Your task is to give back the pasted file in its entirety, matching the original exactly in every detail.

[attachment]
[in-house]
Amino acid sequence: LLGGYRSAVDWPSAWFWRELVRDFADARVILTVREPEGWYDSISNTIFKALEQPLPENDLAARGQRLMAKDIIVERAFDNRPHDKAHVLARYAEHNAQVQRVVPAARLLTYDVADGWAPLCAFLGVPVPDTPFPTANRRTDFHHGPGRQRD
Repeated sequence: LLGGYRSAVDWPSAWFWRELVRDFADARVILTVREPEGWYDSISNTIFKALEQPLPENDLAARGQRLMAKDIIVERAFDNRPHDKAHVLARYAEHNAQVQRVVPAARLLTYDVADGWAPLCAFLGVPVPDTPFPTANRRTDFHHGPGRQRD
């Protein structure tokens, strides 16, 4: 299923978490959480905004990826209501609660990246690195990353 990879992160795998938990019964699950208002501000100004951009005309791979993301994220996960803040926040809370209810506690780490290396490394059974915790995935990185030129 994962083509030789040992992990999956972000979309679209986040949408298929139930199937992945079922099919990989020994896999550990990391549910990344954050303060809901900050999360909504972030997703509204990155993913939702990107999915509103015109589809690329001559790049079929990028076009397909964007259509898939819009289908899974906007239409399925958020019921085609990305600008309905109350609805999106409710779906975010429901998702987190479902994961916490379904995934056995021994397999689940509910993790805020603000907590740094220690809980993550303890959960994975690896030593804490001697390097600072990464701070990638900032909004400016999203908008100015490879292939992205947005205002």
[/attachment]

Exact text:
[in-house]
Amino acid sequence: LLGGYRSAVDWPSAWFWRELVRDFADARVILTVREPEGWYDSISNTIFKALEQPLPENDLAARGQRLMAKDIIVERAFDNRPHDKAHVLARYAEHNAQVQRVVPAARLLTYDVADGWAPLCAFLGVPVPDTPFPTANRRTDFHHGPGRQRD
Repeated sequence: LLGGYRSAVDWPSAWFWRELVRDFADARVILTVREPEGWYDSISNTIFKALEQPLPENDLAARGQRLMAKDIIVERAFDNRPHDKAHVLARYAEHNAQVQRVVPAARLLTYDVADGWAPLCAFLGVPVPDTPFPTANRRTDFHHGPGRQRD
């Protein structure tokens, strides 16, 4: 299923978490959480905004990826209501609660990246690195990353 990879992160795998938990019964699950208002501000100004951009005309791979993301994220996960803040926040809370209810506690780490290396490394059974915790995935990185030129 994962083509030789040992992990999956972000979309679209986040949408298929139930199937992945079922099919990989020994896999550990990391549910990344954050303060809901900050999360909504972030997703509204990155993913939702990107999915509103015109589809690329001559790049079929990028076009397909964007259509898939819009289908899974906007239409399925958020019921085609990305600008309905109350609805999106409710779906975010429901998702987190479902994961916490379904995934056995021994397999689940509910993790805020603000907590740094220690809980993550303890959960994975690896030593804490001697390097600072990464701070990638900032909004400016999203908008100015490879292939992205947005205002």